When semi-trucks arrive at the loading dock to drop off or pick up inventory, a team of dock workers springs into action. It can get busy, as employees look to complete their assigned tasks as soon as possible without damaging the product or hurting anyone.
Forklifts are a common site, as are pallet jacks, hand trucks, and even employees manually lifting and carrying product to or from the truck.
We cover general forklift safety in a separate safety meeting topic. With this article, we address a danger facing all dock workers: trailer creep.
What is trailer creep?
After a semi-truck arrives, the driver drops off the trailer and heads on to their next assignment. Once disconnected from the truck, the trailer can creep forward away from the dock unless its wheels are blocked or otherwise restrained. This movement causes a gap to form between the dock and the trailer. Trailer creep also occurs each time a forklift operator enters or exits the trailer. Due to the weight of the forklift, the trailer can move even farther away from the dock, causing any initial gap to widen. As the gap grows; the risk for injury increases.
A forklift can get stuck in the gap or fall to the ground below, potentially ejecting and even landing on top of the driver. A pallet jack operator could lose control of that device and also fall off the trailer or dock.
Employees who try to jump from the dock to the trailer could land wrong and fall. The potential for injury is significant.
What your employees need to know
Before anyone enters the trailer, your employees—not the truck driver—must secure the trailer with a wheel restraint device. The restraint system is designed to limit forward movement of a trailer, but doesn’t always eliminate it. You and your employees will need to monitor the trailer for movement throughout the loading and unloading process, and reposition the trailer when a gap forms.
The three most common restraint systems are:
- Wheel chocks: Wedge-shaped blocks placed in front of the rear wheels of a trailer.
- Wheel-based restraints: Mounted to the dock approach, these are designed to engage the rear tire of the trailer hold it in place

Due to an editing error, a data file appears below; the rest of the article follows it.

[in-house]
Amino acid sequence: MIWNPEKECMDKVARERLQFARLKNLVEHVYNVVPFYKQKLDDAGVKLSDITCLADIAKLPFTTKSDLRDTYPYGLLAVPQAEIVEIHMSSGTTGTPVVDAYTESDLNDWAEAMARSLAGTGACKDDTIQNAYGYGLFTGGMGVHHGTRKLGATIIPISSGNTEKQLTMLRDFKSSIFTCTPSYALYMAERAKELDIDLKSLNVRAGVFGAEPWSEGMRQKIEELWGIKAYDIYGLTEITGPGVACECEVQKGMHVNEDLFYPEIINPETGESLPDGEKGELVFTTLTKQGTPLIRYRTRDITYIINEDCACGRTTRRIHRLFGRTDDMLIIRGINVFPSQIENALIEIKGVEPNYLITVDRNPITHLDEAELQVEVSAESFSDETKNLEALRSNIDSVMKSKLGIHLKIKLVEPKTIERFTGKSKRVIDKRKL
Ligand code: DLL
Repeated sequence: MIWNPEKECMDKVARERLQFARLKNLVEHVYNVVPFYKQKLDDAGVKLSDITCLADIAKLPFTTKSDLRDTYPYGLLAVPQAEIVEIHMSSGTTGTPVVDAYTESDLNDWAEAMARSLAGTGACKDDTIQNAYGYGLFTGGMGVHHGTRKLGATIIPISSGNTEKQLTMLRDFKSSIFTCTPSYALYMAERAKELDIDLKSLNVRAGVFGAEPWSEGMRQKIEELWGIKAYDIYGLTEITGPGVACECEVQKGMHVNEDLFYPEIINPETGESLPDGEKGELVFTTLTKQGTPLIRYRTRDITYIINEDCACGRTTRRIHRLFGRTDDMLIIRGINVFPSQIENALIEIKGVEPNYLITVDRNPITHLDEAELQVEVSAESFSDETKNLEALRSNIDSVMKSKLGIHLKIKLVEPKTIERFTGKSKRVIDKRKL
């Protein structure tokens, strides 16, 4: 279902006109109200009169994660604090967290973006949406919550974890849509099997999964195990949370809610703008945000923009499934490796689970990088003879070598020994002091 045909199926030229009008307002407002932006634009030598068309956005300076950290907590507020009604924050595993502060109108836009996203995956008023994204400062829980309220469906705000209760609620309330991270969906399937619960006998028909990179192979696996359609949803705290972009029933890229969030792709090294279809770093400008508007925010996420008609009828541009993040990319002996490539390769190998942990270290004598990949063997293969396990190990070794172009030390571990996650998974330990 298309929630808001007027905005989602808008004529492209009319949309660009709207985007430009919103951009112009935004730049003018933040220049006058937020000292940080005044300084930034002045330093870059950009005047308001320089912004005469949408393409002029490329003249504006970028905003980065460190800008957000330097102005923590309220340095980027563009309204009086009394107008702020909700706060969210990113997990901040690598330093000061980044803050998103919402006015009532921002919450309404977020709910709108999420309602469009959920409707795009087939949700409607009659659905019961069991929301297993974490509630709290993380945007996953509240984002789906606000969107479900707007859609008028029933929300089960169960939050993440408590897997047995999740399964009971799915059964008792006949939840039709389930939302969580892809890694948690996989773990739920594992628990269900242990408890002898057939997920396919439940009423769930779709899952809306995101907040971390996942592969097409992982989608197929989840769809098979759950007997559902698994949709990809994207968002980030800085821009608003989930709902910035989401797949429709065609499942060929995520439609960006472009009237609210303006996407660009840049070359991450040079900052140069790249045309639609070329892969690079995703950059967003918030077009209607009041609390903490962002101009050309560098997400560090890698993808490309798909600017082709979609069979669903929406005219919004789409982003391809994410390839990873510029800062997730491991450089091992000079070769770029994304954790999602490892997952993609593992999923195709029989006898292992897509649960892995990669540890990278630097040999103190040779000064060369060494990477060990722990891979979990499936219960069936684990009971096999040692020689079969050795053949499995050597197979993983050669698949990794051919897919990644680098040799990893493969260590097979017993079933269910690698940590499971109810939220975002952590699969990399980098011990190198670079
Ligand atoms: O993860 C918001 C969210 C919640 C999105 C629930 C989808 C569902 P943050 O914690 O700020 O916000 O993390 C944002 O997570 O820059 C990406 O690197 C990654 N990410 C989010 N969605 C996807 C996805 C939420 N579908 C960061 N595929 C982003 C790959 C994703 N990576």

- Automated restraint: Mounted on the outside wall beneath the dock’s opening, a hook automatically extends and wraps around the rear impact guard on a trailer.
What your employees need to do
If the wheel chocks are being used, workers must make their way to the ground below the dock and place the chocks in front of the rear tires of the vehicle, before any work begins inside the trailer.
If a wheel-based or automated system is being used, check to make sure the system has engaged securely.
Because the restraint method is not 100 percent trailer-creep proof, workers will need to pay close attention throughout the day to where the dock and trailer meet—specifically watching for trailer creep.
- Make note of any gaps—regardless of how small—and communicate this information to coworkers and supervisors. When a gap starts to form, it’s time to reposition the trailer back up against the dock before that gap reaches a dangerous level.
At your safety meeting
Discuss with your employees the dangers of trailer creep, how it happens, and the dangers your workers face. Photo displays and videos showing this danger can be included in this discussion.
Also, identify the vehicle restraint method you use and provide hands-on training so everyone knows what to do.
- If you are using the wheel chocks, have your employees practice putting them in place. Show them how to determine if they are secure.
- If you use the wheel-based or automated restraining systems, demonstrate how those work, and how to ensure they are in place.
Establish a system your employees will use to monitor trailers throughout the day, and how to determine that a gap is forming.
Remind your employees of their role in the safety process, and that these extra steps are required to protect them. If something doesn’t look right, report it.
Workplace safety cannot exist on best practice guidelines and policies alone. A safe working environment is based on how well the people, in both management and on the dock floor, adhere to and communicate about workplace hazards like trailer creep, and encourage each other to take the steps to prevent injury.
The above evaluations and/or recommendations are for general guidance only and should not be relied upon for medical advice or legal compliance purposes. They are based solely on the information provided to us and relate only to those conditions specifically discussed. We do not make any warranty, expressed or implied, that your workplace is safe or healthful or that it complies with all laws, regulations, or standards.